The basics start with encouraging all of us to look inward and try and uncover as much clarity about what will bring us peace of mind in life (at that point in time). It sounds so simple, but as with any discipline, we get better at it if we practice (the right sort of practice) and remain curious. Believe me, by the end of that six weeks of data entry in the summer of 1988 I was not only able to input hundreds of company details in the same time it was taking me to do just a few at the start, I also noted my concentration levels when gaming in the evening had gone through the roof and what I had believed would be insurmountable personal bests at the start of the summer were laughable by the end. The important element is the right sort of practice. We all think about “our lot” a lot. How we feel at that moment, what’s wrong with everyone else, how everyone else should be different, but this is not helpful inner work. So staying with the question of what will bring me peace of mind for longer and probing it with curiosity rather than accepting our first conclusions I promise anyone who hasn’t tried provides amazing upside. And there are many useful tools out there that can help with this “purposeful practice” if you want to look for them many born out of the tech industry.
And the outcomes of this work are really at the heart of employee engagement at a more industrial level, and why we succeed, get close, or fail at creating the conditions for creativity arise. Vast numbers of HR teams are out there trying their best, and ironically suffering just as much from the lack of accountability taken by everyone else to help them understand what we all need to be engaged. Trust me, there are lots of unengaged HR people out there unwilling to do the inner work getting in the way of bringing you employee engagement!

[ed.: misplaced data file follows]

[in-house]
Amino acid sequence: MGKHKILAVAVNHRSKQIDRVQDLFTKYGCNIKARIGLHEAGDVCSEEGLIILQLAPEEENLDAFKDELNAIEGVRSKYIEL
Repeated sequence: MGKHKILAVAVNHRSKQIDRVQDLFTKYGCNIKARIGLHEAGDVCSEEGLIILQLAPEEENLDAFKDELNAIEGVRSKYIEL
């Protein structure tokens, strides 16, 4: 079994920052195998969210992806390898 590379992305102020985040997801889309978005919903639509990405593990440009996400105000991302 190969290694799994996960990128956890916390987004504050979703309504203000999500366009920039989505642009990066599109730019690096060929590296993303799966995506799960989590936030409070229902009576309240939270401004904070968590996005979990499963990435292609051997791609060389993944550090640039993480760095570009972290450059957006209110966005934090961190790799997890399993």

So, once a higher level of personal clarity is attained, then we have big data! The personal data that we can then make mindful and accurate choices from; whether to move or to stay, whatever, it comes down to making better choices from wherever we currently are. Don’t get me wrong, it’s not all on you to work out where your engagement, and therefore your fullest creativity will be reached. Smart organizations are growingly more aware of those things that are important to the majority of us and should work on providing these things. These include work that is making a difference in the world or having a positive impact, in creating flexible working environments that serve different styles and preferences of their employees, and of upskilling everyone in creating environments where all employees have a sense of belonging and feel included. And it is perhaps this final point that is so wonderfully connected to the inner work that we can all do for ourselves. The harder we work on us, the more we are likely to become aware of, empathize with, and understand others. A sense of belonging is a deep neurological throw-back to our ancestors. And if you are in a team that understands and includes you because you’re all working hard on yourselves and making smart choices with the data you are uncovering, then you’ll end up where you feel you belong, and it is at that point that we will see our fullest creative-selves come to bear.
Check This Out: Top Employee Engagement Solution Companies in Europe